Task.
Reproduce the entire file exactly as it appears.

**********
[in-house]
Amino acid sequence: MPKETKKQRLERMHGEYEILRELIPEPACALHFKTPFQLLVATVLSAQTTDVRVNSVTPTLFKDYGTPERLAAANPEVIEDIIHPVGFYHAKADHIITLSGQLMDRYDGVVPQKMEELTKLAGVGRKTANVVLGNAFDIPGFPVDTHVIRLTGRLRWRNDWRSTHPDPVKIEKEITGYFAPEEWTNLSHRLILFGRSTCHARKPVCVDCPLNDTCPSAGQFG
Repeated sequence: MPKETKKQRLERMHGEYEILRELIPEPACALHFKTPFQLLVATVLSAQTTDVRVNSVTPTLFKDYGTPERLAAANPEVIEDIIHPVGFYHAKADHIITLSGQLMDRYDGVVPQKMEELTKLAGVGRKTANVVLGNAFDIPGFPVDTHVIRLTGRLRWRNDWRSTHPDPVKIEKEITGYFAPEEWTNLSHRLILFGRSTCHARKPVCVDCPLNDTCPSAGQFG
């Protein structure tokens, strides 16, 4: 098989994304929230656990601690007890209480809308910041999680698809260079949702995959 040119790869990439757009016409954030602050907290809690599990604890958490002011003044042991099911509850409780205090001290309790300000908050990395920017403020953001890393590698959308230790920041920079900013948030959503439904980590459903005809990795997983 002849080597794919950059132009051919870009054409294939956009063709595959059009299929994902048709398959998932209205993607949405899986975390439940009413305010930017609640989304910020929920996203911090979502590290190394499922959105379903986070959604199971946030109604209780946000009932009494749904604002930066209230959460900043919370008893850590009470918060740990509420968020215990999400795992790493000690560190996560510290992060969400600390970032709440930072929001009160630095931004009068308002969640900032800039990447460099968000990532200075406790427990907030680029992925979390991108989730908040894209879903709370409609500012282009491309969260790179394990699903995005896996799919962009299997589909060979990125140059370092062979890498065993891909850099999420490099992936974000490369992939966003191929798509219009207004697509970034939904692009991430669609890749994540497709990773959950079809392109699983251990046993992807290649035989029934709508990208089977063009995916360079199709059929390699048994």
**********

[in-house]
Amino acid sequence: MPKETKKQRLERMHGEYEILRELIPEPACALHFKTPFQLLVATVLSAQTTDVRVNSVTPTLFKDYGTPERLAAANPEVIEDIIHPVGFYHAKADHIITLSGQLMDRYDGVVPQKMEELTKLAGVGRKTANVVLGNAFDIPGFPVDTHVIRLTGRLRWRNDWRSTHPDPVKIEKEITGYFAPEEWTNLSHRLILFGRSTCHARKPVCVDCPLNDTCPSAGQFG
Repeated sequence: MPKETKKQRLERMHGEYEILRELIPEPACALHFKTPFQLLVATVLSAQTTDVRVNSVTPTLFKDYGTPERLAAANPEVIEDIIHPVGFYHAKADHIITLSGQLMDRYDGVVPQKMEELTKLAGVGRKTANVVLGNAFDIPGFPVDTHVIRLTGRLRWRNDWRSTHPDPVKIEKEITGYFAPEEWTNLSHRLILFGRSTCHARKPVCVDCPLNDTCPSAGQFG
């Protein structure tokens, strides 16, 4: 098989994304929230656990601690007890209480809308910041999680698809260079949702995959 040119790869990439757009016409954030602050907290809690599990604890958490002011003044042991099911509850409780205090001290309790300000908050990395920017403020953001890393590698959308230790920041920079900013948030959503439904980590459903005809990795997983 002849080597794919950059132009051919870009054409294939956009063709595959059009299929994902048709398959998932209205993607949405899986975390439940009413305010930017609640989304910020929920996203911090979502590290190394499922959105379903986070959604199971946030109604209780946000009932009494749904604002930066209230959460900043919370008893850590009470918060740990509420968020215990999400795992790493000690560190996560510290992060969400600390970032709440930072929001009160630095931004009068308002969640900032800039990447460099968000990532200075406790427990907030680029992925979390991108989730908040894209879903709370409609500012282009491309969260790179394990699903995005896996799919962009299997589909060979990125140059370092062979890498065993891909850099999420490099992936974000490369992939966003191929798509219009207004697509970034939904692009991430669609890749994540497709990773959950079809392109699983251990046993992807290649035989029934709508990208089977063009995916360079199709059929390699048994």